To answer your first question. Maybe take a couple of minutes. It's nothing major, just a technique that helps bring some mindfulness to the fore. This is good, as mindfulness is critical to the development of concentration.
We were taught during a retreat by Ajahn Tiradhammo to go slowly from the nose, eyes, forehead, scalp, top of the head, back of the head ... all the way down the back of the body, bringing awareness to each specific area of the outer form, all the way up the front, back up to the nose.
The answer to your second question:
Q: Can we focus on the tip of the nose?
Ajahn. Chah wrote:AC: That’s fine. Whatever suits you, whatever you feel comfortable with and helps you fix your mind, focus on that.
It’s like this: in teaching meditation, if we get attached to the ideals and take the guidelines too literally, it can be difficult to understand. When doing a standard meditation, such as anapanasati, first we should make the determination that right now, we are going to do this practice, and we take anapanasati as our foundation. We turn our attention to only focusing on the breath, at three points, as it passes through the nostrils, the chest, and the abdomen. When the air enters, it first passes the nose, then through the chest, then to the end point of the abdomen. As it leaves the body, the beginning is the abdomen, the middle is the chest, and the end is the nose.
We merely note it. This is a way to start controlling the mind, tying awareness to these points at the beginning, middle, and end of the inhalations and exhalations.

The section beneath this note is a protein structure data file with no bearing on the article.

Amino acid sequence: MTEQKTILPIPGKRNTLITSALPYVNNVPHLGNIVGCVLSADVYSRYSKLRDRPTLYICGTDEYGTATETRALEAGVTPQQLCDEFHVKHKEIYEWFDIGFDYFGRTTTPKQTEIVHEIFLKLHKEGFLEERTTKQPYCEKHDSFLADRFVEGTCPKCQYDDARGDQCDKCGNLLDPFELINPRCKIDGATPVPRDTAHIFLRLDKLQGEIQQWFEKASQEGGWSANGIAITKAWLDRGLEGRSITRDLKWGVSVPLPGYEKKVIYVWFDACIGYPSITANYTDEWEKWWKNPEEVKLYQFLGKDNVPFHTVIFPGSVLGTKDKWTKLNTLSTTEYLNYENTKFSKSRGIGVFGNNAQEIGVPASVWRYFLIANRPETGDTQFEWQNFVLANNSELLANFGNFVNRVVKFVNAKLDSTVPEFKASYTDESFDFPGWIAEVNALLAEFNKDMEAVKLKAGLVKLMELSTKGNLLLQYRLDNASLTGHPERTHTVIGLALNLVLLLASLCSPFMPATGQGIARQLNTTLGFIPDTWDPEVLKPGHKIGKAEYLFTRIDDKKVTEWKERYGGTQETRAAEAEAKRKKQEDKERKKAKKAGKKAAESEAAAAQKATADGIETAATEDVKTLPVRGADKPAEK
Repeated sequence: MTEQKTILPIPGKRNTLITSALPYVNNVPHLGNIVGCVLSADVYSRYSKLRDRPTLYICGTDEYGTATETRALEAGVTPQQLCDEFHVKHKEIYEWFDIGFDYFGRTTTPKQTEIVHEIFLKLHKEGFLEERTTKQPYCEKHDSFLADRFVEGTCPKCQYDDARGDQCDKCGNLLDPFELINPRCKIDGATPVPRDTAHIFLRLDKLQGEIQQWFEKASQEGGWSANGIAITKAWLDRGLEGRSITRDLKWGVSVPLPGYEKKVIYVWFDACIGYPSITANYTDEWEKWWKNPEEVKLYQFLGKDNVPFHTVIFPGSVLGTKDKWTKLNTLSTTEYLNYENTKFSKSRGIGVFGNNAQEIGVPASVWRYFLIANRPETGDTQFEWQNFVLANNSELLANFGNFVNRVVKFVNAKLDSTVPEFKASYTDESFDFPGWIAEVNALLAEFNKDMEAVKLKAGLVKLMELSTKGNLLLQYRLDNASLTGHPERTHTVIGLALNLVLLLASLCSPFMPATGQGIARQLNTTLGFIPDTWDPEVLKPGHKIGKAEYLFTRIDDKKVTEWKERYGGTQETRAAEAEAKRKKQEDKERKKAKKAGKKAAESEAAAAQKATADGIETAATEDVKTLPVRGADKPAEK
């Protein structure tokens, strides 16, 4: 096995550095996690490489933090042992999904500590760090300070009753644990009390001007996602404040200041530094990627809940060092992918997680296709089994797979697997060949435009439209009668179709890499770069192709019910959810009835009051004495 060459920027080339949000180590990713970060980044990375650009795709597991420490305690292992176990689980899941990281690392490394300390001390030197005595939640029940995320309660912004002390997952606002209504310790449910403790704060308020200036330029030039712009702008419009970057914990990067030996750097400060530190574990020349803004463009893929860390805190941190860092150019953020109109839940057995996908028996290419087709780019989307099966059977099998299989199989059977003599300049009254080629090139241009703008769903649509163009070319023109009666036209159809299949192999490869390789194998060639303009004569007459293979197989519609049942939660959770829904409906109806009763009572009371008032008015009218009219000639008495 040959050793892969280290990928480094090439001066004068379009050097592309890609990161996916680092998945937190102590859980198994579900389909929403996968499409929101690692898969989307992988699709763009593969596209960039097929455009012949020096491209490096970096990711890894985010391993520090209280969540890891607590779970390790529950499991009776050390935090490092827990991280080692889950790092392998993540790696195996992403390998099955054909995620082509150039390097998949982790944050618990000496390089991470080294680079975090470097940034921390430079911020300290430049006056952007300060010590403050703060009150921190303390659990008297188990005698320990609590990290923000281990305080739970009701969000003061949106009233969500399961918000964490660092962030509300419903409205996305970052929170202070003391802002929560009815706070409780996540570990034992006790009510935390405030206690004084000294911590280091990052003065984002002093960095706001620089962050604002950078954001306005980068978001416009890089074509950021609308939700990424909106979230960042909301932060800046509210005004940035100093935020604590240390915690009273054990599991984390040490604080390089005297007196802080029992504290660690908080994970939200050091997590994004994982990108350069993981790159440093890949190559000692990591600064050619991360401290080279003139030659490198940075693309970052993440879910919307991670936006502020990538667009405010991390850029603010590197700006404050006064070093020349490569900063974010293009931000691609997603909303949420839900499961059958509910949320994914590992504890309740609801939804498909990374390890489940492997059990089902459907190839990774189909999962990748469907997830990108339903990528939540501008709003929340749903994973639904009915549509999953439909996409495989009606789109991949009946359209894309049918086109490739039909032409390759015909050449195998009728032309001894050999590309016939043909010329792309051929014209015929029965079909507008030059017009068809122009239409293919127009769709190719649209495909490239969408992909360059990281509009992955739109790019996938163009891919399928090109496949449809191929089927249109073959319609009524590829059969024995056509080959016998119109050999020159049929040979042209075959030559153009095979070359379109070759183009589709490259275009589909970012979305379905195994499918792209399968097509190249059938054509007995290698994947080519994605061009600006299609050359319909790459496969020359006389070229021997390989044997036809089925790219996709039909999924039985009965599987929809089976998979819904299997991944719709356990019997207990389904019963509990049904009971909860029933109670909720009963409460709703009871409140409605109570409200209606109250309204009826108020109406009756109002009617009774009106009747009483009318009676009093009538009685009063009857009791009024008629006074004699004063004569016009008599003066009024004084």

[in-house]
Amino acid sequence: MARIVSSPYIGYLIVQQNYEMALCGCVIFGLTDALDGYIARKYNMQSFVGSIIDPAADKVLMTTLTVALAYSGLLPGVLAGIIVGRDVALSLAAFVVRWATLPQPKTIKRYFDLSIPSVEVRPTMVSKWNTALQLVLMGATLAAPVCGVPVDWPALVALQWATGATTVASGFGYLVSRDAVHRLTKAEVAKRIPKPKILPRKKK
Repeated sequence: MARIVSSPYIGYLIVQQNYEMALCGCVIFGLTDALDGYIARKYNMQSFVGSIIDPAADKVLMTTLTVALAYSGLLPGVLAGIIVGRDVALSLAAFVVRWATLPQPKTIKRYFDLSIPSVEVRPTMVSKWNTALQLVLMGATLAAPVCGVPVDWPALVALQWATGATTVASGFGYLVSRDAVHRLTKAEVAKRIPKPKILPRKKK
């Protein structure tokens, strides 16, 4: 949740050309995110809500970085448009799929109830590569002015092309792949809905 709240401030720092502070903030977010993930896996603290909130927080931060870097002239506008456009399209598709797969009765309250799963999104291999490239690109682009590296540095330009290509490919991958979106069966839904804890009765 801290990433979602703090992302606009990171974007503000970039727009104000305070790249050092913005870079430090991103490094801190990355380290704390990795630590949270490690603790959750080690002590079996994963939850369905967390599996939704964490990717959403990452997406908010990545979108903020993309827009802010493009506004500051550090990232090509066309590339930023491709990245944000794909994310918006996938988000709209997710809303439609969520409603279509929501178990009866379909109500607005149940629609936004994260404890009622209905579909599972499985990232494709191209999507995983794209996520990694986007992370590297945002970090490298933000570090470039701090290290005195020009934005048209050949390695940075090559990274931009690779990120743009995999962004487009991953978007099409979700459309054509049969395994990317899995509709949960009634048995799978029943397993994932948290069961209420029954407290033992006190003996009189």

Before we begin, we should sit and let the mind relax first. It’s similar to doing something like sewing on a machine. When we are learning to use the sewing machine, first we just sit in front of the machine to get familiar with it and feel comfortable. Here, we just sit and breathe. Not fixing awareness on anything, we merely take note that we are breathing. We take note of whether the breath is relaxed or not and how long or short it is. Having noticed this, then we begin focusing on the inhalation and exhalation at the three points.
We practice like this until we become skilled in it and it is going smoothly. Then the next stage is to focus awareness only on the sensation of the breath at the tip of the nose or the upper lip. At this point we aren’t concerned with whether the breath is long or short, but only focus on the sensation of entering and exiting.
- http://www.what-buddha-taught.net/Books ... _Doubt.htm
Bear in mind that it's not the nostrils that is our object of concentration, it is the breathing through the nostrals. We're picking a point of contact and just being aware of the feeling of the air passing over it.
"But, Udāyi, let be the past, let be the future, I shall set you forth the Teaching: When there is this this is, with arising of this this arises; when there is not this this is not, with cessation of this this ceases." - Majjhima ii,32
Nanavira Thera's teachings - An existential approach to the Dhamma:http://bit.ly/LDsGHg